Unusually high number of rip currents in northern Zealand

Lifeguards warn swimmers after rescue operations reached a record high in the previous week

Some 20 swimmers were rescued from rip currents at Liseleje beach in northern Zealand. (photo by: Toper Domingo)
July 19th, 2021 2:13 pm| by Kasper Grandetoft
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On Saturday, 20 people were rescued from rip currents at Liseleje Beach in northern Zealand – an unfortunate record for the local lifeguards who usually only have to save 40-80 swimmers from rips during a whole season.

“When I see someone in the water whose swimming has come to a standstill, it’s crucial for me to reach them as quickly as possible, so nothing will happen to them,” said lifeguard Jakob Klint Axelsen after the hectic Saturday shift, during which he was responsible for 12 of the rescues.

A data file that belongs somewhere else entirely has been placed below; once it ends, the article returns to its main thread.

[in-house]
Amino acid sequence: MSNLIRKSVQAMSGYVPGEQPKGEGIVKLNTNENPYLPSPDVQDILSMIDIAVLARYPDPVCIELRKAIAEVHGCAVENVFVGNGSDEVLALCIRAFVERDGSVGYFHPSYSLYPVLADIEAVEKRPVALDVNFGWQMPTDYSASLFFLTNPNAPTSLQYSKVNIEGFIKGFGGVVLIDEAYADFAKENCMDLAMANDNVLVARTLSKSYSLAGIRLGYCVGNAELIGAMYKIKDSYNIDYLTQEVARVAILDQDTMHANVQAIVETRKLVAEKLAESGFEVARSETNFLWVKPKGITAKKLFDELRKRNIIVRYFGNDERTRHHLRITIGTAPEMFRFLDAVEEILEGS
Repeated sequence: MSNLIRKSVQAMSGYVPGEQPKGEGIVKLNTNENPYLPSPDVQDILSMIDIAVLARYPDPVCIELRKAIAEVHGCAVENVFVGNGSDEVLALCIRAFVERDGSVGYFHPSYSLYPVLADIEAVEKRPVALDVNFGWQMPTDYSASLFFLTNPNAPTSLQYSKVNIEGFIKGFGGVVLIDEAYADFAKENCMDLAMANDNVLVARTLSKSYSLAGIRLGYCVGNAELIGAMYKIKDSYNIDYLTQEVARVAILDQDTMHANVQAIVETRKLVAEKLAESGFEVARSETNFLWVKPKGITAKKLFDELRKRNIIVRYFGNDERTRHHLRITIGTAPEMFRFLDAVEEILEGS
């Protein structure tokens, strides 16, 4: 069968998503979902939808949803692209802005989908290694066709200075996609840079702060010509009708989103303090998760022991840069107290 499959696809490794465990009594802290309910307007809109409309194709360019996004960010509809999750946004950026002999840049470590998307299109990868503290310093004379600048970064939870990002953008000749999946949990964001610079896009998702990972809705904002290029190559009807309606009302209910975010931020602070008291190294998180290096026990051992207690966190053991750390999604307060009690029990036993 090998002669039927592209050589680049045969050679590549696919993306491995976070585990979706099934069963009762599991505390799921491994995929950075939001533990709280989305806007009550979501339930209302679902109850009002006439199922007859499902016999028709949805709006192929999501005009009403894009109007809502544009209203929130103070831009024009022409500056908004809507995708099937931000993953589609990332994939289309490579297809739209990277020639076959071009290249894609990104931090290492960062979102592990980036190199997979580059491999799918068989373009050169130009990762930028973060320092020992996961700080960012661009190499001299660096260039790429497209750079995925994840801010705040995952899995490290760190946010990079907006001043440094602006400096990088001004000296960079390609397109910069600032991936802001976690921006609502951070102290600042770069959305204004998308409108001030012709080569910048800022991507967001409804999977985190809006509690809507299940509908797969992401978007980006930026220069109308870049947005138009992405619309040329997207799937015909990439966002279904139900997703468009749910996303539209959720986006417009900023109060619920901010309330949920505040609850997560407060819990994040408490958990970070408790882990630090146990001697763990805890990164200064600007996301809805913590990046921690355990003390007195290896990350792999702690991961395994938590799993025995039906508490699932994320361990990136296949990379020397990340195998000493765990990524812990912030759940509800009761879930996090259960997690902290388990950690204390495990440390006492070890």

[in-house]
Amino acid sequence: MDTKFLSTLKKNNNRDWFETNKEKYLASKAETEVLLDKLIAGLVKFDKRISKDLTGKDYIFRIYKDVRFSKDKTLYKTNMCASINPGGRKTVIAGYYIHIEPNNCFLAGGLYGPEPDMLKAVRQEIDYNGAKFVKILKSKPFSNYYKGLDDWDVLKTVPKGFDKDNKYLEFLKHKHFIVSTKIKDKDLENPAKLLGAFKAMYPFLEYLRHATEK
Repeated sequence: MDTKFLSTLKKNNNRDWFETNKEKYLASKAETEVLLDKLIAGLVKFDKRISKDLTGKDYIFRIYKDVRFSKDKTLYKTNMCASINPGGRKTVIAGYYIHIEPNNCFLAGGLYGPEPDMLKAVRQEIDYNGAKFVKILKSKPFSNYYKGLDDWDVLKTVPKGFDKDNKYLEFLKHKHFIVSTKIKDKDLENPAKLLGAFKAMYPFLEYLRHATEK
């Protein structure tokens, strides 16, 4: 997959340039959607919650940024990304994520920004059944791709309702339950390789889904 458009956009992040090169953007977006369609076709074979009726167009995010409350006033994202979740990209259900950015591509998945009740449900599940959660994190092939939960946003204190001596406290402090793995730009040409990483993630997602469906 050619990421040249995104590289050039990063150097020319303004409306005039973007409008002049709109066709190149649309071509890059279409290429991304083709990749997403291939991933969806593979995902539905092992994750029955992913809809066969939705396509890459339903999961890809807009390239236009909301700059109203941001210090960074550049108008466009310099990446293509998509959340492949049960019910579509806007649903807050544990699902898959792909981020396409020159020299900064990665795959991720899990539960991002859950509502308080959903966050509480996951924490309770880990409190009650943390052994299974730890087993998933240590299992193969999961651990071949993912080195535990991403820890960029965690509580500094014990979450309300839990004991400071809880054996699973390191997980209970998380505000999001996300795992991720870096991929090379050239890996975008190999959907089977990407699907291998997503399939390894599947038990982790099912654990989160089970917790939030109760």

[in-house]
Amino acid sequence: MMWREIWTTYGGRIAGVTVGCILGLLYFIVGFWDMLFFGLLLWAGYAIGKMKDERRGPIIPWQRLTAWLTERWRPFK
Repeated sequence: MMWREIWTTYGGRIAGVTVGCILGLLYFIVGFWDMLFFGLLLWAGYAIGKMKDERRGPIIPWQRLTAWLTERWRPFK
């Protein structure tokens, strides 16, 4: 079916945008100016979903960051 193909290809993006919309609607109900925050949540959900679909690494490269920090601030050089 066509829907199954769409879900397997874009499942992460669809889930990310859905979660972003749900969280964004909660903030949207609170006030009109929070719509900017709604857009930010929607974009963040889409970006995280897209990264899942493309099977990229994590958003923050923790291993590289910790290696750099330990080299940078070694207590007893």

Over the weekend, 31 swimmers were saved from rip currents between the shores of Helsingør and Hundested.

What are rip currents?
A rip is a narrow current of water that moves away from the shore like a strong river running out to sea.

“The rips often occur in relation to onshore winds – which is when all the mass of water, which has been pressed over the reef, needs to get back out,” explained head lifeguard John Mogensen to TV2 Lorry.

The water has difficulty running back out to sea, since more water is being pressed against the shore. Therefore, the water will find an easier way, which is typically along large rocks, piers and breakwaters where a strong current follows, digging holes into the sand.

“Swimmers are surprised when they’re standing in water up to their knees and take a step, and then all of a sudden they can’t reach the ground while they’re simultaneously being pulled further out.”

Never fight the current
If someone finds themselves in the middle of a rip current, it is important not to panic.

“Never try to fight the current. Don’t attempt to swim back to land,” urged the head lifeguard.

Instead you should let yourself get carried further out, where the current will decrease and make it easier to swim back to shore.

“Lie on your back and float. Swim to the side or follow the current,” advised Mogensen.

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